Posts Tagged ‘digital painting’

Starfarer: Celestial Spheres

2011/03/02

The world of Starfarer has lovely 3d planets which roll beneath whatever chaos you are sure to wreak out in space. It is only right, for what good is space without planets to fight over?

Below: Flying an absurdly over-armed frigate past a jungle-covered planet.

Read the rest of this post on the Starfarer development blog

Dredmor Skill Icons

2011/01/28

I’ve just finished the latest round of revisions to the entire pile of spell icons. This is just one task which is part of the massive spell overhaul we’re doing for Dredmor’s beta 0.92 (when I’m not getting distracted drawing the disembodied heads of founding members of Gaslamp Games).

Man, there are a lot of these buggers, but they do get easier (and better) every time I redraw them. Telling you anything about them would ruin the fun*, so I’ve just thrown together a collection of some of my favorite spell and skill icons for your enjoyment:

dungeons of dredmor skill and spell icons

Still have to draw animated effects for most of these. Urrgh.

* whereas “the fun” refers to how much fun I have as people try to guess what the hell some of these skills do.

[Originally written for the Gaslamp Games blog]

Starfarer: Pew Pew!

2010/12/23

Or: Weapon design & graphics modularity in Starfarer

A game which revolves around combat in space naturally places great importance on the weapons uses in said space. In short: They must look really cool. Here’s a picture to show how I’ve been going about this:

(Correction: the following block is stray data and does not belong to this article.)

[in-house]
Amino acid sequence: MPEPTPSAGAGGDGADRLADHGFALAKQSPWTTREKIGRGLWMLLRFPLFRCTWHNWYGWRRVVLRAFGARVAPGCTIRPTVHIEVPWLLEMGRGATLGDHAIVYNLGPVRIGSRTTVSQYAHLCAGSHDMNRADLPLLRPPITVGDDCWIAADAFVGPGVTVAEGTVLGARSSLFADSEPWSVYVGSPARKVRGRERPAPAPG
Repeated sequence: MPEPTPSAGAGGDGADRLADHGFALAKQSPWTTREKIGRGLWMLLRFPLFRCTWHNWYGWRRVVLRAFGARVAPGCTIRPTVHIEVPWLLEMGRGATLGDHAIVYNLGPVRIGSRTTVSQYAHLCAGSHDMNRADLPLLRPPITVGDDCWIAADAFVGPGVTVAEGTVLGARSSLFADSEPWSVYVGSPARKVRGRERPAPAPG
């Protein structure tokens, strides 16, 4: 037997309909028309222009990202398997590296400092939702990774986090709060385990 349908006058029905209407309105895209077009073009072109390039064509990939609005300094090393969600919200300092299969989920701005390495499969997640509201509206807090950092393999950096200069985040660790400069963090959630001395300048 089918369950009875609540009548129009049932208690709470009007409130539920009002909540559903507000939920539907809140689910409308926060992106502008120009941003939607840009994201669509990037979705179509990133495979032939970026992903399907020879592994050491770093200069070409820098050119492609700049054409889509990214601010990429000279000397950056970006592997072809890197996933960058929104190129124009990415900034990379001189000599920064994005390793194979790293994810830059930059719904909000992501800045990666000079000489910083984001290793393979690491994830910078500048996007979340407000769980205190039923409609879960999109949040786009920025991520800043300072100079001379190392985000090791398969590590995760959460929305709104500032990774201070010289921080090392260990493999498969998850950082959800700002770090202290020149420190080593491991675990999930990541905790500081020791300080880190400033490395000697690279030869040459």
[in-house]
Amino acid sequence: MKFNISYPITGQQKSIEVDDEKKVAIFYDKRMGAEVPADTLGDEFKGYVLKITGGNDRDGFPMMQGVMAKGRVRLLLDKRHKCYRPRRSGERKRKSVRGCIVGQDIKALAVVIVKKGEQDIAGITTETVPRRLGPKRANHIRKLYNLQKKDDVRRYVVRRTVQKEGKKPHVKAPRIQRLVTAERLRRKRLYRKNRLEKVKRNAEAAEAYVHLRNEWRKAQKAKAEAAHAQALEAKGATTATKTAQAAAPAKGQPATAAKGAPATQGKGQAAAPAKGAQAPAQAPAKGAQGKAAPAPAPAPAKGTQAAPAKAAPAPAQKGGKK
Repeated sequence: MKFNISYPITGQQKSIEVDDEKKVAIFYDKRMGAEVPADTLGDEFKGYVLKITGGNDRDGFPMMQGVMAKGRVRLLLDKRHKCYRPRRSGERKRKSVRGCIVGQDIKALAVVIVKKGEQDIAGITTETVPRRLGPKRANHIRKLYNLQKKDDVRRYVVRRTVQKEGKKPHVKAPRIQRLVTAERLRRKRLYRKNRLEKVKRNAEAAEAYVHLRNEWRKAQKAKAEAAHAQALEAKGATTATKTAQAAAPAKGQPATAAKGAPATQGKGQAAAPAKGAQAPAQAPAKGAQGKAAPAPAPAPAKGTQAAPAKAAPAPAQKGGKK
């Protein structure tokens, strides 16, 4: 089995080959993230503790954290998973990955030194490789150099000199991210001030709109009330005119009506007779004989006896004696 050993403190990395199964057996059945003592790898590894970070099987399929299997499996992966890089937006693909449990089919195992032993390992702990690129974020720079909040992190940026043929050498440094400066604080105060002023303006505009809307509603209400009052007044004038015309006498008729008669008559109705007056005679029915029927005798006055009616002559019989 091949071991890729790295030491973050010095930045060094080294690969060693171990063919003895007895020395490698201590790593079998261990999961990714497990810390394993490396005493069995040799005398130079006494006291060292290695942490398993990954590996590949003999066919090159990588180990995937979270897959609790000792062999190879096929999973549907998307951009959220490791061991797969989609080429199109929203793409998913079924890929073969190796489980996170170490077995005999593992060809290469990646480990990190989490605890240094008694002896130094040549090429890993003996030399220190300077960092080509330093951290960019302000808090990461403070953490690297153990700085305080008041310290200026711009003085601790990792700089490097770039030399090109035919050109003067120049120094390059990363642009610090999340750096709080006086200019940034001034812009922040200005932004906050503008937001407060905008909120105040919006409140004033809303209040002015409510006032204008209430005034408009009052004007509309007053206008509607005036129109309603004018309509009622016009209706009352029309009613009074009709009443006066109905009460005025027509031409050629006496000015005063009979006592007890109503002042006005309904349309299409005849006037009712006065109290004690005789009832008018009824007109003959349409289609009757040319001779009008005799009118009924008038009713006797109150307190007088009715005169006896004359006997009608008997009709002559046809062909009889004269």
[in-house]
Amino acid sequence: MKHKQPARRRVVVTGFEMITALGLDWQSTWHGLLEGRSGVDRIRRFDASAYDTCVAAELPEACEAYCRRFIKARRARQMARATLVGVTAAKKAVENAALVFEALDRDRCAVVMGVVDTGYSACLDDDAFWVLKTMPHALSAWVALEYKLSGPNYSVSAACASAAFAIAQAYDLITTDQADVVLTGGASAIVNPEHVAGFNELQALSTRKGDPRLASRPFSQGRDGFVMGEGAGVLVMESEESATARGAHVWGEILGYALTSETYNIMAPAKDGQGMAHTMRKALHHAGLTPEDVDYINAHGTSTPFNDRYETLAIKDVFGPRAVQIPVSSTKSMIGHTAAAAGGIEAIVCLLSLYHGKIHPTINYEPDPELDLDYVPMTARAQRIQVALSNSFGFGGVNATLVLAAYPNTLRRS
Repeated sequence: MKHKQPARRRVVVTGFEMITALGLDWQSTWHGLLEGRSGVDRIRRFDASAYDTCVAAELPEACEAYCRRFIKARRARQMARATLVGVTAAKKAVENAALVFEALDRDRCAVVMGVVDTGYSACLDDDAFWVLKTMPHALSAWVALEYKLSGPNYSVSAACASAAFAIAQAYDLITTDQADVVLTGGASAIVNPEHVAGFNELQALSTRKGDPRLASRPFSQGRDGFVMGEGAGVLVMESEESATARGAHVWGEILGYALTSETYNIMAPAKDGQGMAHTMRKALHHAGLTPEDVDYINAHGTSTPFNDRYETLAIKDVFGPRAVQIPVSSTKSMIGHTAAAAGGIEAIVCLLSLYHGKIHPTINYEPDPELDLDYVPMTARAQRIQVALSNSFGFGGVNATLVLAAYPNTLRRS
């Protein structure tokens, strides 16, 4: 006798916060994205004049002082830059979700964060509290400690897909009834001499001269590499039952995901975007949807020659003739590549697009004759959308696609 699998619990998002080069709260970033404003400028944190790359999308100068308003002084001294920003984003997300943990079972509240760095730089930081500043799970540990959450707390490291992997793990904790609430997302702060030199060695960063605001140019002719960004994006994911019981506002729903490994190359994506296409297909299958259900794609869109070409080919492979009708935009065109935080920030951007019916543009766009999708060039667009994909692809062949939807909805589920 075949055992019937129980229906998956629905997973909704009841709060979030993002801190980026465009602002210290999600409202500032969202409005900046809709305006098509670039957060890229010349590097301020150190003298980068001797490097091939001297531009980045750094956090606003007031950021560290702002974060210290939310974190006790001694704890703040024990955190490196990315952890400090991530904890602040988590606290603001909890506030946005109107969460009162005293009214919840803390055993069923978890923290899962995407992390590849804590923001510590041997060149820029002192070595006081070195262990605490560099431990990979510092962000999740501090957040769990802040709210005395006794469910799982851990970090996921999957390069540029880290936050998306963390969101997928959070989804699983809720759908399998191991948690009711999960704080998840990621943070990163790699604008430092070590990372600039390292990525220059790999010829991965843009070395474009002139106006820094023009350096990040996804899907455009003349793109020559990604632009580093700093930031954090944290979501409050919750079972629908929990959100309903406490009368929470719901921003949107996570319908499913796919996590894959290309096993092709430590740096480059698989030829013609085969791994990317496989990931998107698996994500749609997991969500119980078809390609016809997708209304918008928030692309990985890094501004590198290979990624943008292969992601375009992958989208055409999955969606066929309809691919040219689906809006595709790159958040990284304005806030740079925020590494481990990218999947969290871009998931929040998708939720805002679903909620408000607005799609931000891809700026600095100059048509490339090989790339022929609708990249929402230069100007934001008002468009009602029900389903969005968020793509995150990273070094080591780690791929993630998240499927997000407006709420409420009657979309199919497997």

Click to view full size. You see here the process of taking a weapon design from concept art to pixel-art sprite to in-game screenshot. The barrels of the Heavy Autocannon — a nice standard warship cannon — recoil individually upon firing.

And how about some background on what influenced this outlook on displaying weapons?

Read the rest of this entry on the Starfarer blog

Starfarer Ship Design

2010/11/29

This is from a series of posts I’m writing to promote the space combat sandbox/rpg game Starfarer by Fractal Softworks.

Ahoy there! My name is David and I’m what passes for an artist around here. But enough about me; I’d like to talk a little about how the graphics of Starfarer come to be, starting with the Onslaught-class battleship which we have already featured from a standpoint of gameplay and game fiction. I’d like to show you my process of creating the visual design of the Onslaught from concept sketch to final sprite.

The Onslaught-class Battleship from concept to sprite:

Read the rest of this entry on the Starfarer blog

I don’t know what this is but I want to do the art for it

2010/10/06

Painted these while daydreaming about tile-based games:

What is it, the world map of an RPG set in a post-apocalyptic world, a spiritual successor to Fallout? (The only Fallout.) Is it Armageddon Empires with charmingly re-interpreted graphics and non-awful UI?

(From a design and aesthetics standpoint, I admitĀ  it’s actually a combination of the idea of Danc’s Miraculously Flexible Game Prototyping Tiles with a reaction to Arne’s art style, particularly how he draws terrain, as you can see in the Cortex Command campaign map.)

The Art of Neptune’s Pride

2010/09/30

Sometimes one gets very busy and doesn’t have much time to write in one’s blog.